I just wanted to say that I found the winner of the WTC memorial competition disappointing. Two holes in the ground became the memorial. The proposal is called Reflecting Absence. I don't see any thing reflecting about it. I see it simply STATING absence. For the thousands that will have office and residential views of the memorial the design simply states: The towers are gone. Period. And they stood in these two holes. Period. Of course, like most designs imposed on urban communities it will probably grow on us and become a pleasant place to visit. But is it daring? No. Is it creative? No. Is there anything transformative about the design itself? No. It's just about stating the absence. Frankly we didn't need 2 holes in the ground to tell us they're gone. You can already see that 20 miles from Manhattan in any direction.
In the 70s I grew up with the Twin Towers as being considered one of the 7 Wonders of the Modern World. Not to say that what I designed could be considered one of these 7 Wonders but I was hoping to substitute one architectural wonder with another, nothing less. We can't deny that the buildings were attacked because of what they were: gigantic, audacious and part of our landscape. Now we will always miss them. I thought the audacious image of the towers rising forever was an appropriate metaphor for the all those who died and we will miss as much if not more.
once wrote to me saying that my design can perhaps be built in another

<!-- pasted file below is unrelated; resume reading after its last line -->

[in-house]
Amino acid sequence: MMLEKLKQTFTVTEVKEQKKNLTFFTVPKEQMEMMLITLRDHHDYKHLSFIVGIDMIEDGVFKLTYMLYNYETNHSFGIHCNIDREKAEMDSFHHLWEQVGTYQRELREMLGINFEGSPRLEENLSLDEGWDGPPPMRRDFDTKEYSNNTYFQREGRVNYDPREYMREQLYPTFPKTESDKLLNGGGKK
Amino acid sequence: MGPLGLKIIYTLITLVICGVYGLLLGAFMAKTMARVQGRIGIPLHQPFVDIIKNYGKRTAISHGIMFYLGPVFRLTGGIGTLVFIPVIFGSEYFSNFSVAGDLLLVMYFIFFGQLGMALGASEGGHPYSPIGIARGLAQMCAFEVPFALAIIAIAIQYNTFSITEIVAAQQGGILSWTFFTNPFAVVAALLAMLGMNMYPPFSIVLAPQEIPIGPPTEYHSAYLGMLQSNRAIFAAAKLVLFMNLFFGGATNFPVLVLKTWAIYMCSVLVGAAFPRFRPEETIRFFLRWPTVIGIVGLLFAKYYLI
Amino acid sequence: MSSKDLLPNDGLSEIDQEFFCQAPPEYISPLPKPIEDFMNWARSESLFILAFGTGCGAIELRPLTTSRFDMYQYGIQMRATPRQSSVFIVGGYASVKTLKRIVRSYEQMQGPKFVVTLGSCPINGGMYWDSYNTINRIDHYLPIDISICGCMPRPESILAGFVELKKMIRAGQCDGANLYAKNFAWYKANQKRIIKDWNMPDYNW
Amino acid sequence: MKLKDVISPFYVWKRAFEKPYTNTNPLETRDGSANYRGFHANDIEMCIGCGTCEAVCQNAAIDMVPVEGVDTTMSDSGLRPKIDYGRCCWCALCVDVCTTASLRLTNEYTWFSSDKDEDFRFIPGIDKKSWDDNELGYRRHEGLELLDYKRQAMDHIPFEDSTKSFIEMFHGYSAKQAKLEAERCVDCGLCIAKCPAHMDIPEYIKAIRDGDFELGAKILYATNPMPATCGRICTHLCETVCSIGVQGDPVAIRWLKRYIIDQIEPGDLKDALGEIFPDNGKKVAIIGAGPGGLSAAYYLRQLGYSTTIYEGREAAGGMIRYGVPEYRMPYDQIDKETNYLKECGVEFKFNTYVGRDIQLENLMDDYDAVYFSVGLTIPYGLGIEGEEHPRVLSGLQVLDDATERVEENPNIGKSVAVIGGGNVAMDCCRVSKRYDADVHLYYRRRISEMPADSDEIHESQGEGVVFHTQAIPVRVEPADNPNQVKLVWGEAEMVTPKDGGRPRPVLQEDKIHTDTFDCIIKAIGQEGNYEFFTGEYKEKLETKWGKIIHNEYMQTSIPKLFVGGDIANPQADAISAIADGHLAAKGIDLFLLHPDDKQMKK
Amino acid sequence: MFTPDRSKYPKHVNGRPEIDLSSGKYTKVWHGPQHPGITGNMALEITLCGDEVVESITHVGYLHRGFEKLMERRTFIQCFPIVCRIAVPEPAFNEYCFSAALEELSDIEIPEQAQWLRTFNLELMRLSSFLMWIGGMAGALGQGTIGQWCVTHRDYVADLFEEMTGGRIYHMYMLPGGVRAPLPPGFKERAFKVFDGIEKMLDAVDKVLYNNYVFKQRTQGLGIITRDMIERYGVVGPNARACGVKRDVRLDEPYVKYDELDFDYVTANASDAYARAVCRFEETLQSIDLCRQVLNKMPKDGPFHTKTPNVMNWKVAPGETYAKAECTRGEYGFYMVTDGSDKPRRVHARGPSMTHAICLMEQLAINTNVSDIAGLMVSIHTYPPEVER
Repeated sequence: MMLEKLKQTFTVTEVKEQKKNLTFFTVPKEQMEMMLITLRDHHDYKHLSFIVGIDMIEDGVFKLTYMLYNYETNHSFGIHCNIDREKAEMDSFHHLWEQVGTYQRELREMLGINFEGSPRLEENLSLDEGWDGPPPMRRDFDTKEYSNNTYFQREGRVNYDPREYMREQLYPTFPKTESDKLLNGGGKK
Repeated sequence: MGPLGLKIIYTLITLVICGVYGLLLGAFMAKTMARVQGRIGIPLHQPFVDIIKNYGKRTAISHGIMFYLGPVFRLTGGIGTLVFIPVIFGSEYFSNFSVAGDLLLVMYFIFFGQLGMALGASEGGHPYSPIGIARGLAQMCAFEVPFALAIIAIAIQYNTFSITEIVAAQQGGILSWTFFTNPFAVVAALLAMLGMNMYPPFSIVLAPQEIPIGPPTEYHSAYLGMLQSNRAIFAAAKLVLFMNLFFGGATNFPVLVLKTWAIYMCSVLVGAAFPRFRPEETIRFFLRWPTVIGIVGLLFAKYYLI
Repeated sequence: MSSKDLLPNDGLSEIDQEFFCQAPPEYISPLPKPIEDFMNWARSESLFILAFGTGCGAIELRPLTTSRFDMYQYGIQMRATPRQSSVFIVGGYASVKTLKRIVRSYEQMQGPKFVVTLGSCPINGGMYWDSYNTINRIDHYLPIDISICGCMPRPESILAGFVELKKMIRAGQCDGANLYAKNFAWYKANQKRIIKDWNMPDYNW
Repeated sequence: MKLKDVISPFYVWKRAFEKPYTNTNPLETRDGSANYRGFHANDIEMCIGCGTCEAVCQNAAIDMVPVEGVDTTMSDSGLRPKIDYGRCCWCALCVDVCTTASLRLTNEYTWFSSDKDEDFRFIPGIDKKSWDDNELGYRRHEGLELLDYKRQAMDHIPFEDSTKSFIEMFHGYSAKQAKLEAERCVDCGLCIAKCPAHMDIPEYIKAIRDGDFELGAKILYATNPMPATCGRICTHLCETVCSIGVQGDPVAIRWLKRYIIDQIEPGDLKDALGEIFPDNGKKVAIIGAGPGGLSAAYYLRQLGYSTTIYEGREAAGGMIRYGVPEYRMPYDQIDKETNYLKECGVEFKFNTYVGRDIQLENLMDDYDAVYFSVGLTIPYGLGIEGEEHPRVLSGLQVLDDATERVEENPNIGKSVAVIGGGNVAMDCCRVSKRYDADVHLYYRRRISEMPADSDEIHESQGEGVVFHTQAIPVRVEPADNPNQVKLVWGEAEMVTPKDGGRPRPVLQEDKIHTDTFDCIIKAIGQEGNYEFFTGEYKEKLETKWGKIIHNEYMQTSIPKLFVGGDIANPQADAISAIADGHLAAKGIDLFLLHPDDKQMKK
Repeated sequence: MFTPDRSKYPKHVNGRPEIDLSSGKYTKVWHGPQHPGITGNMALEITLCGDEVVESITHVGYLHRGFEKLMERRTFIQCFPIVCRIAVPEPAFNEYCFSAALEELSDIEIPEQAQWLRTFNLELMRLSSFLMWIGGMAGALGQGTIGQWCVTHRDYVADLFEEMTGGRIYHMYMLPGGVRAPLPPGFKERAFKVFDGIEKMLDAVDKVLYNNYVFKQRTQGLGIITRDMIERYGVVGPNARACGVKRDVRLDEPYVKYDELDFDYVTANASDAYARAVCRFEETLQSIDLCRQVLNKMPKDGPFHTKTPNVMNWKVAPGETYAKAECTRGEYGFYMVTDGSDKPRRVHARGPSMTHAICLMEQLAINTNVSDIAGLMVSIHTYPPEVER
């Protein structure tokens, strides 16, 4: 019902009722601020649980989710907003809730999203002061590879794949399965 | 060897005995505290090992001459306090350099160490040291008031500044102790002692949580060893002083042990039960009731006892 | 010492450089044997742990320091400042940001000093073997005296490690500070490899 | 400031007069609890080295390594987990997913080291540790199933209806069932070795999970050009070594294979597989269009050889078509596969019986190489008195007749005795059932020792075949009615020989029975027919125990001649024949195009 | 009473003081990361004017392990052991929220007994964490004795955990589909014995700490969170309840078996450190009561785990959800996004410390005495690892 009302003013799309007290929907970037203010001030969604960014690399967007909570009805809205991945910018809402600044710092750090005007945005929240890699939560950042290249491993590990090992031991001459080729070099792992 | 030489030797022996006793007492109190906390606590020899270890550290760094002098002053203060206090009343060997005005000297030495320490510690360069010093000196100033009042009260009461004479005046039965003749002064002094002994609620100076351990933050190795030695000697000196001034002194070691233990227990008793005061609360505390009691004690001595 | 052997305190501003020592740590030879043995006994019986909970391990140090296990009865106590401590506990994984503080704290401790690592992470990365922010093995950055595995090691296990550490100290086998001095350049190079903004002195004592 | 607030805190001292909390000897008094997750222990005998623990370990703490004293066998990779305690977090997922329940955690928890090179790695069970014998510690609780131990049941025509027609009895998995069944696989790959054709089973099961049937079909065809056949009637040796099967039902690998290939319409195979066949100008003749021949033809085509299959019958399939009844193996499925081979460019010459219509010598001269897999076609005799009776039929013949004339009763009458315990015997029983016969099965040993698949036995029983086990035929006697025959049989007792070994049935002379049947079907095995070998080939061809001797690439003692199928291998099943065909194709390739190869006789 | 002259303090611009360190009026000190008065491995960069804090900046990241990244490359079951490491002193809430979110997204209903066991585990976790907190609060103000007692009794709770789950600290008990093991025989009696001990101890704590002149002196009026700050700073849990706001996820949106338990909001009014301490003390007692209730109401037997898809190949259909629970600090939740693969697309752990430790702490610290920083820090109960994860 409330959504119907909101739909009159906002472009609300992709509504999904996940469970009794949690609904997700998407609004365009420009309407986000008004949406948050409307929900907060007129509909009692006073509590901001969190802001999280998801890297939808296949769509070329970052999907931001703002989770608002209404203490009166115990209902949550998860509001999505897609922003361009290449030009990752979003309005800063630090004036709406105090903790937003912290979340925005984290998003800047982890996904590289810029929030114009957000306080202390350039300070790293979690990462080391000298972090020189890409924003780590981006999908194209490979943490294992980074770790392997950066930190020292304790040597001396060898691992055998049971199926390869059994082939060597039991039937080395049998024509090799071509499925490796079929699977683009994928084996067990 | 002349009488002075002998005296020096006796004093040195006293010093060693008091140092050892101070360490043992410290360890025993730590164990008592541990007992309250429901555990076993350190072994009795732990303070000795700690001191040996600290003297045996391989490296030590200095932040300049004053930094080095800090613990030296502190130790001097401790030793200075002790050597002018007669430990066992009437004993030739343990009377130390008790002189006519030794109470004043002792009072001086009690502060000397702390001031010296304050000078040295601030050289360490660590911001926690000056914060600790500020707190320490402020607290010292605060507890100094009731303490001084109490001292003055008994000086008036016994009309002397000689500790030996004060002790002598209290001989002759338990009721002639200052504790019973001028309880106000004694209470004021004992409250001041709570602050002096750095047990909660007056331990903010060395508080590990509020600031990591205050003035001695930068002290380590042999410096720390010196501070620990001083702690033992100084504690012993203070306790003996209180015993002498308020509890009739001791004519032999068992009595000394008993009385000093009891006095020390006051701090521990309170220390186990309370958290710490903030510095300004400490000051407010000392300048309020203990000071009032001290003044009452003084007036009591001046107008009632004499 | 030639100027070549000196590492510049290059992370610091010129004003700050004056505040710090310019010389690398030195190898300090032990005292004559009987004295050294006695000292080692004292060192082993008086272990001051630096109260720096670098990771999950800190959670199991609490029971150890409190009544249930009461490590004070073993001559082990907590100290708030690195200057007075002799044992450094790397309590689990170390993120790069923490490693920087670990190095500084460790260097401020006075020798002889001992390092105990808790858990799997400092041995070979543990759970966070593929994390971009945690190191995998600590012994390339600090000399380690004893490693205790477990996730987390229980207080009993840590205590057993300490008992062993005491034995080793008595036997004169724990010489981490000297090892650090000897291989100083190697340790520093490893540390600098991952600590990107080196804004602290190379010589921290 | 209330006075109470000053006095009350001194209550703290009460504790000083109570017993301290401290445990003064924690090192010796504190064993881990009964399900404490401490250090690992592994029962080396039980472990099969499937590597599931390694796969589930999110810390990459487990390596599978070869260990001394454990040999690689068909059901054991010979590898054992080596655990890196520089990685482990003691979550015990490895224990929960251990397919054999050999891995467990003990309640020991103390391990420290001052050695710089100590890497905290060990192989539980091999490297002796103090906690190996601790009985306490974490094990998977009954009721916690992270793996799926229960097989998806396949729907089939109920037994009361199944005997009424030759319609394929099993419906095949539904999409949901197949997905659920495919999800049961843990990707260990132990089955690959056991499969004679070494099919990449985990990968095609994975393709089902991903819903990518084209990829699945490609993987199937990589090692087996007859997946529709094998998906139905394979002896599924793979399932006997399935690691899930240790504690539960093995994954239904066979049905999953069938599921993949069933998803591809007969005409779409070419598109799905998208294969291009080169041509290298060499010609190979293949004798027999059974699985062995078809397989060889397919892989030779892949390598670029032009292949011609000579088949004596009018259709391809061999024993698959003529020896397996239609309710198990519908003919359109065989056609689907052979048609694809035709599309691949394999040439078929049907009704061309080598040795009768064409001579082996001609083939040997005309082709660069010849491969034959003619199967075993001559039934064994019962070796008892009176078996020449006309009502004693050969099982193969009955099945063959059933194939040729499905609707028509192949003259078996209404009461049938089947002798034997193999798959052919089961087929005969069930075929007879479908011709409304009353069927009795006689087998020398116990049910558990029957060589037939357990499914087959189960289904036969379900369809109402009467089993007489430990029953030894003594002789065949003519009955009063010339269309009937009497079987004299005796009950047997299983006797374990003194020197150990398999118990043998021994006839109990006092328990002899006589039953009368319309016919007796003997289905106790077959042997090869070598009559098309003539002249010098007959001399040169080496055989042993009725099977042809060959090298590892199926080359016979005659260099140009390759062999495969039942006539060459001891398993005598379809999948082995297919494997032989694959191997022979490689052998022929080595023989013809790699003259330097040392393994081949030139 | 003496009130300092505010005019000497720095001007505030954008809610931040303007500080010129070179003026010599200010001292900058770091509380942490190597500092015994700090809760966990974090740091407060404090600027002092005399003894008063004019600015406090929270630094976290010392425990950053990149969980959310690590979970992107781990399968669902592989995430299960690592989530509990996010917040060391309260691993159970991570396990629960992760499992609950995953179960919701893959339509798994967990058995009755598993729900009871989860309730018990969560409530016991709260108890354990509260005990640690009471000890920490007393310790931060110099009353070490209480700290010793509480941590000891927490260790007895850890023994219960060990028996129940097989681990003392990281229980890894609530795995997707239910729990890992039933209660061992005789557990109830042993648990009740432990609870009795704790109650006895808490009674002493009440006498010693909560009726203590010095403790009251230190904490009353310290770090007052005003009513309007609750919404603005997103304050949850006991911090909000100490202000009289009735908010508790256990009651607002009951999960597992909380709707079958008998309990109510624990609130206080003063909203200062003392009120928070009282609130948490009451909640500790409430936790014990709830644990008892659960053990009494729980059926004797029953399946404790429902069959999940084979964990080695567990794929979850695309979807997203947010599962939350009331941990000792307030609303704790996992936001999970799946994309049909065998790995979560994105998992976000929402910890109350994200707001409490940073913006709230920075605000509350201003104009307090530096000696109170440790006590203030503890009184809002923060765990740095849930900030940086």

location in America. Not a bad idea. Maybe something in the heartland
of America... something more central that will allow people from all
over the country to visit. Afterall, memorials haven't always been
placed in the exact location of the loss suffered. The Vietnam memorial
is not in Vietnam. So I'll continue to be optimistic about a possible
life for this project in another location. If anyone has any suggestions
as to how this design may be realized please add your comments to
the link below.
h e .
i r r o r e d .
t r i u m .
u e s t b o o k
I found your design for the WTC memorial perfect. It is unique - my favorite aspect was the arched lobby windows and the mirrored atrium. i lost my father in the world trade center and i believe that any rebuilding on it without a memorial of this type in the plan is disrespectful. its all about money, seventeen acres in lower manhattan is worth a lot; amazing how money can influence. push for your design. it is a superb attempt and would be a beautiful memorial.
Owen Andrews <email@example.com>
- Monday, May 17, 2004 at 09:01:21 (PDT)